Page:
Let us take person A and person B as an example and give them bread and then straight glucose. Person A can have a high response to bread and a low response to straight glucose. Person B can have a low response to bread and a high response to glucose.
What about more complex foods like bananas and cookies? The same story applies, people often have high divergent responses. This has been experimentally proven in hundreds of people1.
It is quite clear that we should probably not use the glycemic index as a very strong tool to predict glucose response by individual. Now that we know that we can ask ourselves a fairly important question as we know that glucose excursion post feeding is important: What could explain this large variance?
From the collective data we have so far it appears that your microbiome (you know, all those lovely bacteria crawling around in your intestines) plays a substantial role in how you respond to the fat, protein, and carbohydrate content of foods 1.
How can you use it?
It is fairly clear at this point that using the glycemic index chart as a basis to determine which carbs are best for you in terms of building muscle and regulating blood sugar is a crude tool at best.
When we couple this with the fact that in almost all research studies done to date, the glycemic index of foods are a poor predictor of recovery and muscle growth when compared to overall available carbohydrate we can make the following conclusions:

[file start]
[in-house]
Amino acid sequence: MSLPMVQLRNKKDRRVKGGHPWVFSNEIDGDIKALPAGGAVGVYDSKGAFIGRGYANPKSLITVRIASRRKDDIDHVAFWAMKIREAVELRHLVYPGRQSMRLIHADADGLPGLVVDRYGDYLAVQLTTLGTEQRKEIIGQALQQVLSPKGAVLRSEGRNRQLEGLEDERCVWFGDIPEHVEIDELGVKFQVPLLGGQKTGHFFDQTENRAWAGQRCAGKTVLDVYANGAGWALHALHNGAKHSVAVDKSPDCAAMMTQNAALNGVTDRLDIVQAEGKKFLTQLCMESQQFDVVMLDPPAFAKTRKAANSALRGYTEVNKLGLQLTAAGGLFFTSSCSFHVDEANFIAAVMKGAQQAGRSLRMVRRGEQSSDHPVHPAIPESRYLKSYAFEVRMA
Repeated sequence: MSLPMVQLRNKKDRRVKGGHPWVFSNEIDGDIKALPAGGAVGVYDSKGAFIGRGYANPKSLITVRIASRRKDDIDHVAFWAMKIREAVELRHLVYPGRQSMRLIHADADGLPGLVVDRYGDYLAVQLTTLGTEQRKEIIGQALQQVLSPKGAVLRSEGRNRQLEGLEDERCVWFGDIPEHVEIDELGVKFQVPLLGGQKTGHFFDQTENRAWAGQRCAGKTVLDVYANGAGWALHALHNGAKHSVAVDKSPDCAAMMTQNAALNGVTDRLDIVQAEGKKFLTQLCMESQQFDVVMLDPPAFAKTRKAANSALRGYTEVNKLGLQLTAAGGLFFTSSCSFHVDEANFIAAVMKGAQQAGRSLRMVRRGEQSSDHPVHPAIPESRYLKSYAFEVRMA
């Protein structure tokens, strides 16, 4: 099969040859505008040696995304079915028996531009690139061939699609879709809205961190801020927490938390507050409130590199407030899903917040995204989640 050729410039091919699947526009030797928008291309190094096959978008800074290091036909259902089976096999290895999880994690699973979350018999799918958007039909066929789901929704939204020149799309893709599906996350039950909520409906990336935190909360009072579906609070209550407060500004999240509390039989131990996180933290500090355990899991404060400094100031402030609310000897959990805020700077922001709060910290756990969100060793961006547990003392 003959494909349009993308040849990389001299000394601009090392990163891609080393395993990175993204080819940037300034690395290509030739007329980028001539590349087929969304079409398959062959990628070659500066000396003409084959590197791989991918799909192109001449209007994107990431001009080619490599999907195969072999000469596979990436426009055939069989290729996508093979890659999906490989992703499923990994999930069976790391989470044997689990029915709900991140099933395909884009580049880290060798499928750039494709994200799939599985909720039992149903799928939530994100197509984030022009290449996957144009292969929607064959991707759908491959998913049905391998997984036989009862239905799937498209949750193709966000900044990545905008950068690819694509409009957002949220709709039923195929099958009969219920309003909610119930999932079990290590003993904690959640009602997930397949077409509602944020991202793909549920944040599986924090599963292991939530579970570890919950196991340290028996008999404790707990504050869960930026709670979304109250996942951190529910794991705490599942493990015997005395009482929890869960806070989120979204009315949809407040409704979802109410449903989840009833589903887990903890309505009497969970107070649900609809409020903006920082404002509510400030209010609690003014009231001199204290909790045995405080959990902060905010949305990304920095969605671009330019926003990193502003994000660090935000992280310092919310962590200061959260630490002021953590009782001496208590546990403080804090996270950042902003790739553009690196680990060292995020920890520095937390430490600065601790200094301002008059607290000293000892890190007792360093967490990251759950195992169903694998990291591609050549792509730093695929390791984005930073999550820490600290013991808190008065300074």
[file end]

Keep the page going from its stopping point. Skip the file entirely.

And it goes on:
- Whether you consume brown rice or maltodextrin post workout, their impact on recovery and muscle growth are largely the same.
- If you are attempting to maximize the last 5-10% of your training and have all your other ducks in a row (training, total calories, sleep, etc.) then doing some self-testing of blood sugar over a few months to determine how you respond to foods might be a decent idea.
The Wrap Up
The Glycemic Index is a largely outdated idea that does not hold up well in individual people.
Furthermore there doesn’t appear to be a meaningful advantage for recovery or muscle growth in virtually all people.
You should spent more time meal prepping and training, and less time worrying about whether the slightly lower glycemic index of brown rice is going to ruin your gains.